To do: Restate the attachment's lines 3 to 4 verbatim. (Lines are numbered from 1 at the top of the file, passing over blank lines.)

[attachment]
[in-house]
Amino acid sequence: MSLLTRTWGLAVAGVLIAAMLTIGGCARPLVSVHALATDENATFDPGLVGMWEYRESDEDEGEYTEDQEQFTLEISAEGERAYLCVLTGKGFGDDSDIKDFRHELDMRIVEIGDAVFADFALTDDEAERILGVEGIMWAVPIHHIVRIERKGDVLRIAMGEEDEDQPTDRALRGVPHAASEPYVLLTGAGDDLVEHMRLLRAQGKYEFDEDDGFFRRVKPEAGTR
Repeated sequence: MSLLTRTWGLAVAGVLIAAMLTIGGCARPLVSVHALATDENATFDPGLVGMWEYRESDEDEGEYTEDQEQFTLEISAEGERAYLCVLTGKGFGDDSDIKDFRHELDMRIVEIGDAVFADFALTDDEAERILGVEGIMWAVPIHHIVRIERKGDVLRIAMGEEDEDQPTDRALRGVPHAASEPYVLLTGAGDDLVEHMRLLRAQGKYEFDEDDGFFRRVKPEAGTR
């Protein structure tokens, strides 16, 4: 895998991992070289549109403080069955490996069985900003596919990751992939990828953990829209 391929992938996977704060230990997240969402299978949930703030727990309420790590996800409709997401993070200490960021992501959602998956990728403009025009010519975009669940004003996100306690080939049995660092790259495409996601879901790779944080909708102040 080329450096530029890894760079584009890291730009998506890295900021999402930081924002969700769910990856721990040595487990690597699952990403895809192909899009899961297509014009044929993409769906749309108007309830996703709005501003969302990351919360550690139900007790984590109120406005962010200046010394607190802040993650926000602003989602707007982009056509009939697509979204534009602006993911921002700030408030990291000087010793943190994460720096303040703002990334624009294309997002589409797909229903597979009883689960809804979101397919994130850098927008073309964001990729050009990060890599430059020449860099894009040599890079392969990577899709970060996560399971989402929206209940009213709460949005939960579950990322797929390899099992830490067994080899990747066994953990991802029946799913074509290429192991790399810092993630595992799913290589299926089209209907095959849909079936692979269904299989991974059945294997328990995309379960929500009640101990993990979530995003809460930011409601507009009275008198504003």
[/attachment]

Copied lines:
Repeated sequence: MSLLTRTWGLAVAGVLIAAMLTIGGCARPLVSVHALATDENATFDPGLVGMWEYRESDEDEGEYTEDQEQFTLEISAEGERAYLCVLTGKGFGDDSDIKDFRHELDMRIVEIGDAVFADFALTDDEAERILGVEGIMWAVPIHHIVRIERKGDVLRIAMGEEDEDQPTDRALRGVPHAASEPYVLLTGAGDDLVEHMRLLRAQGKYEFDEDDGFFRRVKPEAGTR
């Protein structure tokens, strides 16, 4: 895998991992070289549109403080069955490996069985900003596919990751992939990828953990829209 391929992938996977704060230990997240969402299978949930703030727990309420790590996800409709997401993070200490960021992501959602998956990728403009025009010519975009669940004003996100306690080939049995660092790259495409996601879901790779944080909708102040 080329450096530029890894760079584009890291730009998506890295900021999402930081924002969700769910990856721990040595487990690597699952990403895809192909899009899961297509014009044929993409769906749309108007309830996703709005501003969302990351919360550690139900007790984590109120406005962010200046010394607190802040993650926000602003989602707007982009056509009939697509979204534009602006993911921002700030408030990291000087010793943190994460720096303040703002990334624009294309997002589409797909229903597979009883689960809804979101397919994130850098927008073309964001990729050009990060890599430059020449860099894009040599890079392969990577899709970060996560399971989402929206209940009213709460949005939960579950990322797929390899099992830490067994080899990747066994953990991802029946799913074509290429192991790399810092993630595992799913290589299926089209209907095959849909079936692979269904299989991974059945294997328990995309379960929500009640101990993990979530995003809460930011409601507009009275008198504003």